Last month, Fisker reported third-quarter revenue of $71.8 million and a net loss of $91 million, or 27 cents per share, which fell short of Wall Street’s expectations.

Florus Beuting, who was named chief accounting officer in early November, left the automaker a short time later, the company said in a regulatory filing.

His exit followed the departure of his predecessor, John C. Finnucan IV, who left in late October after about three years at the startup to take a job with another company, leading Fisker to unexpectedly delay its earnings release.

Fisker said it had “determined that it has material weaknesses in the Company’s internal control over financial reporting.”

CEO: ‘We’re doing quite well.’

CFO Geeta Gupta-Fisker said during an Nov. 11 earnings call with analysts that the third quarter was “highly complex”. 

She talked about “growing pains,” according to a transcript of the call, and noted that “we are addressing all these different areas so we can also mature our systems, hire more people, hire more talent to address all these different areas, and it’s a work in progress.”

Then on Dec. 1, Fisker said that it would scale down production and produce fewer cars this year than its previous guidance, to prioritize cash for working capital needs.

“Fisker has made a strategic decision to reduce December production to prioritize liquidity to unlock over $300 million of working capital, which creates additional business flexibility,” the company said in a statement. “As a result, Fisker is adjusting production guidance to just over 10,000 units for 2023.”

Last Friday Fisker said it expects to produce about 10,000 vehicles this year. The decision comes less than a month since Fisker cut its production target to between 13,000 and 17,000 vehicles for 2023. The production guidance is just a quarter of Fisker’s bullish forecast from a year ago.

In November 2022, Fisker said it planned to produce 42,400 Ocean SUVs by the end of 2023 due to strong demand in the U.S. and Europe. That rosy projection was slashed in May to 32,000-36,000 vehicles and then cut again in August to 20,000-23,000 vehicles. This latest update makes four reductions since the spring.

As of Nov. 30, Fisker said it had 123 vehicles either delivered or in transit to customers.

Fisker said in its business update that it has also launched a new strategy to improve deliveries in the U.S. and Europe, which helped it overcome early logistics hurdles. While Fisker didn’t elaborate on exactly what those challenges were, it appears the strategy involves adding more transportation logistics companies to speed up deliveries, increased outreach to reservation holders and opening more facilities dedicated to retail, deliveries and service.

The company said it’s also launching a leasing program in the U.S., Canada and Europe, but didn’t include details on when that might occur.

Fisker also provided an update around hiring, importantly Dan Quirk as its new executive vice president of finance and accounting. The hiring comes after Fisker lost two chief accounting officers in short succession and delayed the filing of its quarterly earnings report with the Securities and Exchange Commission. Other hires include Axel Buhr as vice president of finance and controller operations, Ram Iyer as senior VP of EE integration and validation and Wolfgang Hoffmann as country manager in Canada, where Fisker is about to begin deliveries.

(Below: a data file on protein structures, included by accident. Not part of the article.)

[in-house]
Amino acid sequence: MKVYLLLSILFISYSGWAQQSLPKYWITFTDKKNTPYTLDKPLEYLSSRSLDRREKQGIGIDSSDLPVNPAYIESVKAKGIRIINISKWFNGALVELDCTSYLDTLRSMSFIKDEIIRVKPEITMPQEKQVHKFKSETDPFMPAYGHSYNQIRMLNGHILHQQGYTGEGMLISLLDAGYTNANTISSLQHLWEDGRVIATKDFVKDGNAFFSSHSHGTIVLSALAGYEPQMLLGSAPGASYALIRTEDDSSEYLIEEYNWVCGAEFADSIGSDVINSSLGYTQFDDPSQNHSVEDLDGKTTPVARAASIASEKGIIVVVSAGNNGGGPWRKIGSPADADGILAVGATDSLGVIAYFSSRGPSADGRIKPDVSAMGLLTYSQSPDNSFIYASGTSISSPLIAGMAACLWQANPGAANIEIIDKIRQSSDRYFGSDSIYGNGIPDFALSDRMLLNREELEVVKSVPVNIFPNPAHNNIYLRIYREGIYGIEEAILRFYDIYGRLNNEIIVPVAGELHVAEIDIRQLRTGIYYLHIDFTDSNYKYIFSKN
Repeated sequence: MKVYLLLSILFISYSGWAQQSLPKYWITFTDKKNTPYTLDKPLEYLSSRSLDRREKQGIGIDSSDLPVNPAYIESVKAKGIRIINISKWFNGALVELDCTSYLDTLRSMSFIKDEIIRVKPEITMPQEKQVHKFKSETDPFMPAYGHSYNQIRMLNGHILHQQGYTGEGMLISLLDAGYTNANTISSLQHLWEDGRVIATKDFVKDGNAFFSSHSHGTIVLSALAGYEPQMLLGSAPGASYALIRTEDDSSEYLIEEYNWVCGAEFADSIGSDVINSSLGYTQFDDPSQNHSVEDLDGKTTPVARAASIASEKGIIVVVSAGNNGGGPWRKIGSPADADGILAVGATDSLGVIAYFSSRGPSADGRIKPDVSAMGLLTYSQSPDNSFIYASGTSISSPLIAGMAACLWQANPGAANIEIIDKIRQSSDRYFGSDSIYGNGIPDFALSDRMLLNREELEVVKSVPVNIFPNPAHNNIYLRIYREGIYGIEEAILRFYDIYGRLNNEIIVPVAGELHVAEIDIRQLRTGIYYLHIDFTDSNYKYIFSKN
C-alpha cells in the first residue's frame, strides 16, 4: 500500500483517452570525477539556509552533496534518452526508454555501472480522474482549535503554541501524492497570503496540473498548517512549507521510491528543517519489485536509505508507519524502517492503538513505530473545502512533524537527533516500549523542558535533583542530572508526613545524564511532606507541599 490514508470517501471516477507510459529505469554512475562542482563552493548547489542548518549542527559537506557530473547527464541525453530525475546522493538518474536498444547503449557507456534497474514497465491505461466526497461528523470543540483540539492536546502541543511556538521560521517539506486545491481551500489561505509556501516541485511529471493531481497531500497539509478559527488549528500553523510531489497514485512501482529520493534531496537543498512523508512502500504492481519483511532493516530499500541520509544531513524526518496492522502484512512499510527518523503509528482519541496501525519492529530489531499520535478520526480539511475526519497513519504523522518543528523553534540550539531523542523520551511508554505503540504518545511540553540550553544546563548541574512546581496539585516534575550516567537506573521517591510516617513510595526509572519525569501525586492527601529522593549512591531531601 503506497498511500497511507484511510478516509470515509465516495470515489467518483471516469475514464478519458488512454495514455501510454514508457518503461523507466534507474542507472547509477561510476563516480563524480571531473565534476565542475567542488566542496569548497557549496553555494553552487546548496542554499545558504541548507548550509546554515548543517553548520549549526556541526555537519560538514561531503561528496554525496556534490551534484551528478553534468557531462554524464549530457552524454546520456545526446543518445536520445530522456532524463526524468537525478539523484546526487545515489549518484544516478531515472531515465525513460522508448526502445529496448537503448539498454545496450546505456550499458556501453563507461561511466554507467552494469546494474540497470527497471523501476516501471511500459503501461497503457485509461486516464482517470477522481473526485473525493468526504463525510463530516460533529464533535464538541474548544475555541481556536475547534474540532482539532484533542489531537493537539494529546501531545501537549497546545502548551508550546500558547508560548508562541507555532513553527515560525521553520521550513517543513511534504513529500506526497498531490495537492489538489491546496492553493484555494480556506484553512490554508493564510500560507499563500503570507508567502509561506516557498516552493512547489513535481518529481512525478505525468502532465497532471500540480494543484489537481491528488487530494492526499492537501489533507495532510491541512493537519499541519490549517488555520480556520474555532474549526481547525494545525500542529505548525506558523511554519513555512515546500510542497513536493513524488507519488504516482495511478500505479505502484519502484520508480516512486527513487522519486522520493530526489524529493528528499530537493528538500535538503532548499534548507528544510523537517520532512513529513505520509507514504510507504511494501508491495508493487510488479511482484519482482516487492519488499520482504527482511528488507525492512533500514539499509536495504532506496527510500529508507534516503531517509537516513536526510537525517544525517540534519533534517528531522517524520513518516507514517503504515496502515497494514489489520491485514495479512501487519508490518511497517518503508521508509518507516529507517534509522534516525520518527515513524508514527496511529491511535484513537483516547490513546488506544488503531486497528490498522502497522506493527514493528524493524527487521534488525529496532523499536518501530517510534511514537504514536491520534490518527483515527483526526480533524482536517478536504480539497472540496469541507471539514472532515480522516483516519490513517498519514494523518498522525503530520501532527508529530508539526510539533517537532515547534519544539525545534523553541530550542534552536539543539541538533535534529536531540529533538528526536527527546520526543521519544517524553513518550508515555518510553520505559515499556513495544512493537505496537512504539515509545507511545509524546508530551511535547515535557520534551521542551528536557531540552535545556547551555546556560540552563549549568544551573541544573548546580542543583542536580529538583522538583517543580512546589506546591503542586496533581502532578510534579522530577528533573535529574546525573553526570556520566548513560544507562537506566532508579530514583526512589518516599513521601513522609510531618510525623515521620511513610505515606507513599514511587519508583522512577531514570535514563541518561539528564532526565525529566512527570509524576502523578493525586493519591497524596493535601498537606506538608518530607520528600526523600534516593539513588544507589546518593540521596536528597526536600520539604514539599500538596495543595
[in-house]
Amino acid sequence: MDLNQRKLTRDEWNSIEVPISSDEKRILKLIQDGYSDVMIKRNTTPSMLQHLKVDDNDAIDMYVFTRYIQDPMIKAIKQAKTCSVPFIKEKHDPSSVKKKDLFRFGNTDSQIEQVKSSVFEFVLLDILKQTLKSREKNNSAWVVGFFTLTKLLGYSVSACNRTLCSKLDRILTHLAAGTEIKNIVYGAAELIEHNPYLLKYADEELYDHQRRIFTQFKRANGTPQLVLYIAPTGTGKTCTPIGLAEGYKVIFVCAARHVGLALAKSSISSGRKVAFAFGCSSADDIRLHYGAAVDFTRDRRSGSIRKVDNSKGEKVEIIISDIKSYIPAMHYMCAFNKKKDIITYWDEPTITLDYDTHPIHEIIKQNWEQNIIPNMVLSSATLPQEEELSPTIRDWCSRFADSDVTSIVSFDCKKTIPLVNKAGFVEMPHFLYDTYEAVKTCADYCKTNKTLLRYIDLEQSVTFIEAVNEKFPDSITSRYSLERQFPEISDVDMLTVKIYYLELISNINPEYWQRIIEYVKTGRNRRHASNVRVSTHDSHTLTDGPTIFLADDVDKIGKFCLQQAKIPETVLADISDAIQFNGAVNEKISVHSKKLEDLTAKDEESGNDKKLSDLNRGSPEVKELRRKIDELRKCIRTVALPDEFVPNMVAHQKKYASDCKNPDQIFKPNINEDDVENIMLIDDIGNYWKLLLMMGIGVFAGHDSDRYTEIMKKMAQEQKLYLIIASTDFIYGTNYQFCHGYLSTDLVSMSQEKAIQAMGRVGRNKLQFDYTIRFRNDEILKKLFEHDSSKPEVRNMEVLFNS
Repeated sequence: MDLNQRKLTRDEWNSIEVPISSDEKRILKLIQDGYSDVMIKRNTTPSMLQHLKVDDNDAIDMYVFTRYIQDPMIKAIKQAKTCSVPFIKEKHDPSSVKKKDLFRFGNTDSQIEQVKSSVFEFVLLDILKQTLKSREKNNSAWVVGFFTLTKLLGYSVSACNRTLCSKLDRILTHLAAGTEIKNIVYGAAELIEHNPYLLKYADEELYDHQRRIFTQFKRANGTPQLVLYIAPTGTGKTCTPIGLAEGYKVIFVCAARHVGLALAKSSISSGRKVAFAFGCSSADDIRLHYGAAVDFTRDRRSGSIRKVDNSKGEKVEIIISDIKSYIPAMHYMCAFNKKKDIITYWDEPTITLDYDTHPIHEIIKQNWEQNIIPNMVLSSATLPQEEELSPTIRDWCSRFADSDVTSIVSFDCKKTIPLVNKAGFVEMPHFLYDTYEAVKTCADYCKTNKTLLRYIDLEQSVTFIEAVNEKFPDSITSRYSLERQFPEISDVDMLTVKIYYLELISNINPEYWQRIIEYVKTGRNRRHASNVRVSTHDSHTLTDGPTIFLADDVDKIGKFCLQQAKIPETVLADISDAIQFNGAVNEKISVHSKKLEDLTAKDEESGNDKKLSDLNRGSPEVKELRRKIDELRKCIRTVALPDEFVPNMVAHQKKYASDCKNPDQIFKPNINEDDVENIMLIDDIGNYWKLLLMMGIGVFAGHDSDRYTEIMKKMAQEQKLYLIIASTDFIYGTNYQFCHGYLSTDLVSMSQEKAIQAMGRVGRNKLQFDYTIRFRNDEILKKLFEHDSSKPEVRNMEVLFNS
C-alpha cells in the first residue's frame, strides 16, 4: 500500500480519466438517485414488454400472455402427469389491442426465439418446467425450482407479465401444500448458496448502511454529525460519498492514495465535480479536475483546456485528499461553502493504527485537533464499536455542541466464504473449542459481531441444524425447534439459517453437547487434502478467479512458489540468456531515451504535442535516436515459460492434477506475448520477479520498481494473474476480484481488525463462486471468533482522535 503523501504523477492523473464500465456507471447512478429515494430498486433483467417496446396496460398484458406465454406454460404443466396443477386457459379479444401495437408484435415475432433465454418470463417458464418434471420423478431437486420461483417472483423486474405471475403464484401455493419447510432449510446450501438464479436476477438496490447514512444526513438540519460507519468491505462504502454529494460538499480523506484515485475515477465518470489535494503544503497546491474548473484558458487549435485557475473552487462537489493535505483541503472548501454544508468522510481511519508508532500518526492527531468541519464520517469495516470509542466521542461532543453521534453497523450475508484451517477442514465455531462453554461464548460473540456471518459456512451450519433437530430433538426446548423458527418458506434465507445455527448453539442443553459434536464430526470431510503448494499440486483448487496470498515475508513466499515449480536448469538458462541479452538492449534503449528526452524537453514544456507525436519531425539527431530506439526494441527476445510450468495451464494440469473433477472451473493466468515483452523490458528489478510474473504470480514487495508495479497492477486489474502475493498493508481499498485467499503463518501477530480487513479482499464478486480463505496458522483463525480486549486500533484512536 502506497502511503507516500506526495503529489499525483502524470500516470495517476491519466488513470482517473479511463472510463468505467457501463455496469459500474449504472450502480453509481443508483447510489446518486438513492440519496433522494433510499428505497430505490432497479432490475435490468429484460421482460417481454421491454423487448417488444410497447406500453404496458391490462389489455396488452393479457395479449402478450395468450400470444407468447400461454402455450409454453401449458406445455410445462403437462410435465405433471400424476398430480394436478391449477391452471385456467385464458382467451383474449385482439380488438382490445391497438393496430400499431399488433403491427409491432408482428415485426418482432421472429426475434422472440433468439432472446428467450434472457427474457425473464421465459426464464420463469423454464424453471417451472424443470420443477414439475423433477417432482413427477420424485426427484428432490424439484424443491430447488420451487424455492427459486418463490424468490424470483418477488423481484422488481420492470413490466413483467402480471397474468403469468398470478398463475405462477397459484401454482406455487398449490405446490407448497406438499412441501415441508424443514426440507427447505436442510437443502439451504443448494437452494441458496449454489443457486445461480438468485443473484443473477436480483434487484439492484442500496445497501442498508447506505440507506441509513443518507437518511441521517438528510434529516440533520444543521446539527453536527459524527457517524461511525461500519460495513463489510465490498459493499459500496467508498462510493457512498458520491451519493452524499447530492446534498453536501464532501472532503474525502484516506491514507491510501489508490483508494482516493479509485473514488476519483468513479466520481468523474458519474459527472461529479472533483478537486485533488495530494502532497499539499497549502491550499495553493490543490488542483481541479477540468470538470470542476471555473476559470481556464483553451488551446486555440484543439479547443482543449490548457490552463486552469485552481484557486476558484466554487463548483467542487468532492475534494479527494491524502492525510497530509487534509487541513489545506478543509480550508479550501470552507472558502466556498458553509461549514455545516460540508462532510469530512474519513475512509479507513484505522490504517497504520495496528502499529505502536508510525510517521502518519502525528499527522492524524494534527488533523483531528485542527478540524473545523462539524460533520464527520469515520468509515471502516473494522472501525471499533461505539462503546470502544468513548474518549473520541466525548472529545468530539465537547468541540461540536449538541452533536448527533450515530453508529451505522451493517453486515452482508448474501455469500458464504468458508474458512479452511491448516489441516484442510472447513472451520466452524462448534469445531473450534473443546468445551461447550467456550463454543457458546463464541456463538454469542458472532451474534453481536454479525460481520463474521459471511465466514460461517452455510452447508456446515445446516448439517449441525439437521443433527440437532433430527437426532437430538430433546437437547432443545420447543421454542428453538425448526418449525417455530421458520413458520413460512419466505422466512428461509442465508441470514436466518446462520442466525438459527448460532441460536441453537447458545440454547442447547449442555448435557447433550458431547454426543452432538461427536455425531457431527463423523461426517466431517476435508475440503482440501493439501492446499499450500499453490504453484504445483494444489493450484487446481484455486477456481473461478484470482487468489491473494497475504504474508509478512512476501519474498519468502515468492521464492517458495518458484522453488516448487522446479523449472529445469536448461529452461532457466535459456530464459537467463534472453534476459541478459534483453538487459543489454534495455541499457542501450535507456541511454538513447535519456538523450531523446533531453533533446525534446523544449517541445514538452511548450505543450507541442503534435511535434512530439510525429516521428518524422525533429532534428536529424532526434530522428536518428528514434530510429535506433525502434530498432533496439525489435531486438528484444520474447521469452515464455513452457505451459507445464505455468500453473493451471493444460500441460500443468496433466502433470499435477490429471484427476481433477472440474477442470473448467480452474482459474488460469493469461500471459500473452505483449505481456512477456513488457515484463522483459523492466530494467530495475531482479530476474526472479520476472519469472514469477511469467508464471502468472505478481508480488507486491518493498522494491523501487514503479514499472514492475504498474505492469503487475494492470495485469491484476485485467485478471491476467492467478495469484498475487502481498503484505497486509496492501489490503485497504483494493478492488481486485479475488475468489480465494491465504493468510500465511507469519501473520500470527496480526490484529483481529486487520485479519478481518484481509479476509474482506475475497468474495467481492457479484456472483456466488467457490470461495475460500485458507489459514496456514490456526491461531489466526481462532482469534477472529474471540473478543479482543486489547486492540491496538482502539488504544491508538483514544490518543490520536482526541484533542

Chairman and CEO Henrik Fisker said in the statement that “our teams have worked hard to overcome some early delivery challenges and are now setting an impressive pace as we prepare to close out 2023.”

“We may not have hit our original forecast but taking current market conditions and negative sentiments around EV sales into account,” he said. “I would say we are doing quite well, as we continue to accelerate sales and deliveries.”

“I expect by the end of this year we will have delivered more customer cars than any Western EV startup did in their first year of deliveries,” he added.

The company also said that it had approval to sell vehicles in Canada and start transporting vehicles from U.S. ports to Canadian customers. Fisker said it had partnered with Scotiabank for financing.

In addition, Fisker said it is pursuing agreements with several major automakers to sell EPA Greenhouse Gas emission credits and expects to generate 2.7 million GHG Credits through model year 2025.

Shares surged immediately following the announcement but were down 1.4% to $1.70 at last check. Fisker shares closed at $7.38 on Dec. 5, 2022.

R.F. Lafferty analyst Jaime Perez slashed his target on Fisker to $3 from $7 while keeping a buy rating on the shares after the announcement.

Evercore ISI analyst Chris McNally downgraded Fisker to In Line from Outperform with a price target of $2, down from $6. 

“We know when it’s time (way overdue) to throw in the towel,” McNally wrote in a research note. 

In addition to a general lack of execution or tangible evidence of increased execution, McNally sees Fisker’s next 12 months as a “highly precarious tightrope of execution, brand risk, capital raises and dilution.”

Not great news for the Fisker team. UK deliveries have just commenced and we received an invitation for test drive in Glasgow only this week:


Thank you for your interest in the Fisker Ocean and we would like to offer you an accompanied 20-minute test drive between December 6th and December 22nd, 2023. You will have the opportunity to experience the Fisker Ocean up close at The Village Gym in Glasgow.

Opening Hours: 10:00 – 17:00
Address: 7 Festival Gate, Glasgow, G51 1DB, United Kingdom

We look forward to welcoming you and providing you with a great test drive experience with the Fisker Ocean.